The Jamaican freshwater crab Sesarma fossarum (Decapoda: Brachyura: Sesarmidae) is endemic to western central Jamaica where it occurs in cave and surface streams of karst regions. In the present study, we examine the population genetic structure of the species, providing evidence for intraspecific differentiation and genetic substructure among twelve sampled populations. Interestingly, crabs from caves appear genetically undistinguishable from representatives of nearby surface waters, despite previously observed and described morphometric differentiation. In contrast, genetic isolation takes place among populations from rivers and caves belonging to different watersheds. In one case, even populations from different tributaries of the same river were characterized by different genotypes. Overall, the species shows low haplotype and nucleotide diversities, which indicates a high homogeneity and point towards a relatively recent intraspecific radiation and diversification. Our results on the genetic diversification of S. fossarum helps to reconstruct unknown subterranean water flow and cave connections in its native range, allowing prediction of its further dispersal and differentiation potential. Unfortunately, its natural habitat of Jamaican cockpit karst, which also is home to several other endemic species and is a globally-recognized Key Biodiversity Area, is under imminent threat of intensive bauxite mining.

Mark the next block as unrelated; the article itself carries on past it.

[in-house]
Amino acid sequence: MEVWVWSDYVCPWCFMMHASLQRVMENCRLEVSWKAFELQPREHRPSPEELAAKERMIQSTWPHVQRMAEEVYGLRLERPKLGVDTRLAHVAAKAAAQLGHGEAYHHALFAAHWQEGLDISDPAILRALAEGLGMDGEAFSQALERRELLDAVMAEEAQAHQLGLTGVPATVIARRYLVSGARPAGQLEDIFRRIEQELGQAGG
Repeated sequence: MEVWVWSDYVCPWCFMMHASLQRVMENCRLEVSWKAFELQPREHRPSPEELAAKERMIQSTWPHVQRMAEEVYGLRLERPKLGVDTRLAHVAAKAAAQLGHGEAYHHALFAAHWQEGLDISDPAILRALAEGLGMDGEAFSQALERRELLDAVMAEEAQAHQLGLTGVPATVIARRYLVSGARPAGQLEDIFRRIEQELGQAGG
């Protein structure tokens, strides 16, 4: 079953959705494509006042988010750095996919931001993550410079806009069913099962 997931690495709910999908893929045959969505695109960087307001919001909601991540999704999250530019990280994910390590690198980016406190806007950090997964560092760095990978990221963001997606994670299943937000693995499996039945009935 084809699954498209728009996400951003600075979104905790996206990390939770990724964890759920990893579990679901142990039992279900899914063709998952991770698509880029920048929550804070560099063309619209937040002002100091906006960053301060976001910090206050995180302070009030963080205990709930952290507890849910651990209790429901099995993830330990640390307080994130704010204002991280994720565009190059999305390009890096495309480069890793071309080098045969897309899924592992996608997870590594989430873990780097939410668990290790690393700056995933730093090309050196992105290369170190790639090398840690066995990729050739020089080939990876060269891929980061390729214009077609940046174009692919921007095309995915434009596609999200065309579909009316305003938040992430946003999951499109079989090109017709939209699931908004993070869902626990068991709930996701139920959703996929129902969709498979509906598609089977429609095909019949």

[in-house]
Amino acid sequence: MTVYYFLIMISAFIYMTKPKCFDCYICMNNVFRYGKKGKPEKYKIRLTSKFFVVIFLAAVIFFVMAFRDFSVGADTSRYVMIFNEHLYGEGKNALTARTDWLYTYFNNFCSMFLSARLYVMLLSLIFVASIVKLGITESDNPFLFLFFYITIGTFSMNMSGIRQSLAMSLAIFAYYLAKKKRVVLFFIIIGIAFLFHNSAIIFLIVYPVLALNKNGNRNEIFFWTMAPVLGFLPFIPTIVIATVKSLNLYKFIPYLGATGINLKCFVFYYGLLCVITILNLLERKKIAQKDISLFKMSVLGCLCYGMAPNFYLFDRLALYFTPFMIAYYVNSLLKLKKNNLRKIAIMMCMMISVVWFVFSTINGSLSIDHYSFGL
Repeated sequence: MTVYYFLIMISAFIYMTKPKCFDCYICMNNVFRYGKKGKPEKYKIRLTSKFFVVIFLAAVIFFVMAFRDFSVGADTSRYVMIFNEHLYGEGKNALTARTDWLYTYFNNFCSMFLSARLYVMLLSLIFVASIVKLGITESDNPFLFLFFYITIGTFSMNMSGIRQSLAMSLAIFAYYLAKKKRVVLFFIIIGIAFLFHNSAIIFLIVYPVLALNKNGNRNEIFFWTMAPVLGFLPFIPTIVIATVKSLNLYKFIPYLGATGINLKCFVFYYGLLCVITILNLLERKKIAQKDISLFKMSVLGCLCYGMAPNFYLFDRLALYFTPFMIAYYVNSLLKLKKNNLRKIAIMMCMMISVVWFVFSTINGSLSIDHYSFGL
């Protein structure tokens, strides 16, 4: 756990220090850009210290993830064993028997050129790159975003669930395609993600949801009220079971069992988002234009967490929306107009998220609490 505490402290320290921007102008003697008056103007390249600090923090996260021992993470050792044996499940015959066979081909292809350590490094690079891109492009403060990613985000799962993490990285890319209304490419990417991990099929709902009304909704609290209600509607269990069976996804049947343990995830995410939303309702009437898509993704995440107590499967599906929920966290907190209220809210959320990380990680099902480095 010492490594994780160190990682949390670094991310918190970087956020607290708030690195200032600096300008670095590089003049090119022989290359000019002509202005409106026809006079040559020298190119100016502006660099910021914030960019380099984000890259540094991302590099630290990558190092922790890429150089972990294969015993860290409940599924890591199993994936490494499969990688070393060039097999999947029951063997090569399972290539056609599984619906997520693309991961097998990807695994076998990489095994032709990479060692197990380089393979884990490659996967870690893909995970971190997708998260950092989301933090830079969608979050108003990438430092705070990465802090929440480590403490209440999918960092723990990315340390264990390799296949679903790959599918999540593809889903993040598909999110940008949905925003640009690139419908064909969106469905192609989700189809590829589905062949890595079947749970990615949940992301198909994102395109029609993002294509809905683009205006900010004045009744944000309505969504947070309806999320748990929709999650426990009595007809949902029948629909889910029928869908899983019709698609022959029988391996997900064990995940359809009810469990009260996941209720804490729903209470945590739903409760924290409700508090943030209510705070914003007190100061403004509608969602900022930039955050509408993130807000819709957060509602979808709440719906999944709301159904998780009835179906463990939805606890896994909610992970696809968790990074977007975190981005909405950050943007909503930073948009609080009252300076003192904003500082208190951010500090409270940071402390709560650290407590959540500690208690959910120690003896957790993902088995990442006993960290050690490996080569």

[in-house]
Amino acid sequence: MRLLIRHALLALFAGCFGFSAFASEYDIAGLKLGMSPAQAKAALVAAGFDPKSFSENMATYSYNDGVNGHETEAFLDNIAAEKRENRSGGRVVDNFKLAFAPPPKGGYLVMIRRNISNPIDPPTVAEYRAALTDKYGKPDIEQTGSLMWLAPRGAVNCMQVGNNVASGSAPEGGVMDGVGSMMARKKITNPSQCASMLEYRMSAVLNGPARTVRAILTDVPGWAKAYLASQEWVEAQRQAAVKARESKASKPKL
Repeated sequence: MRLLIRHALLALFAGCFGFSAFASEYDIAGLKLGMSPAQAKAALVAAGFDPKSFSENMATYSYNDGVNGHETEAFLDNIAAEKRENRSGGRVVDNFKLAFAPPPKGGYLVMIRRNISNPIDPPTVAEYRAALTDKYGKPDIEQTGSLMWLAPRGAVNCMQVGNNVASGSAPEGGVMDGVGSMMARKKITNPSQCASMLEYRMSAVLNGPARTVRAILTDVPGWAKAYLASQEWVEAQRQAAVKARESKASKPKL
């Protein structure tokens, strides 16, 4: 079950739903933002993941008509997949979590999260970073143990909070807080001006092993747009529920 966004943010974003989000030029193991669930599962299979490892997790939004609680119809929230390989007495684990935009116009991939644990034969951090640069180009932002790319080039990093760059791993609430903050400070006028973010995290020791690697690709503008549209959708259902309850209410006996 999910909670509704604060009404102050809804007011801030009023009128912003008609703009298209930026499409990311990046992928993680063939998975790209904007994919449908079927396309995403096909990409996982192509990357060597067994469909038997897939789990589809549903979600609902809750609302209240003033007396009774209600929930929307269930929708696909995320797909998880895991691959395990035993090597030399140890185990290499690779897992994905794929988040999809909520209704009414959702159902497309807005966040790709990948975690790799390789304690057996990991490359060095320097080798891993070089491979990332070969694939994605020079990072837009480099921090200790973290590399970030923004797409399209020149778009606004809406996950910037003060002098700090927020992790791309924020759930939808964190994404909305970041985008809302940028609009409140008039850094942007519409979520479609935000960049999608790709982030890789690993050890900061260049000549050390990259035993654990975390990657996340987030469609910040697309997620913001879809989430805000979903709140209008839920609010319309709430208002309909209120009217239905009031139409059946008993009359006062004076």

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Stemmer, Manuel and Christoph D. Schubart.
Genetic analyses determine connectivity among cave and surface populations of the Jamaican endemic freshwater crab Sesarma fossarum in the Cockpit Country.
International Journal of Speleology,
Available at: http://scholarcommons.usf.edu/ijs/vol45/iss1/4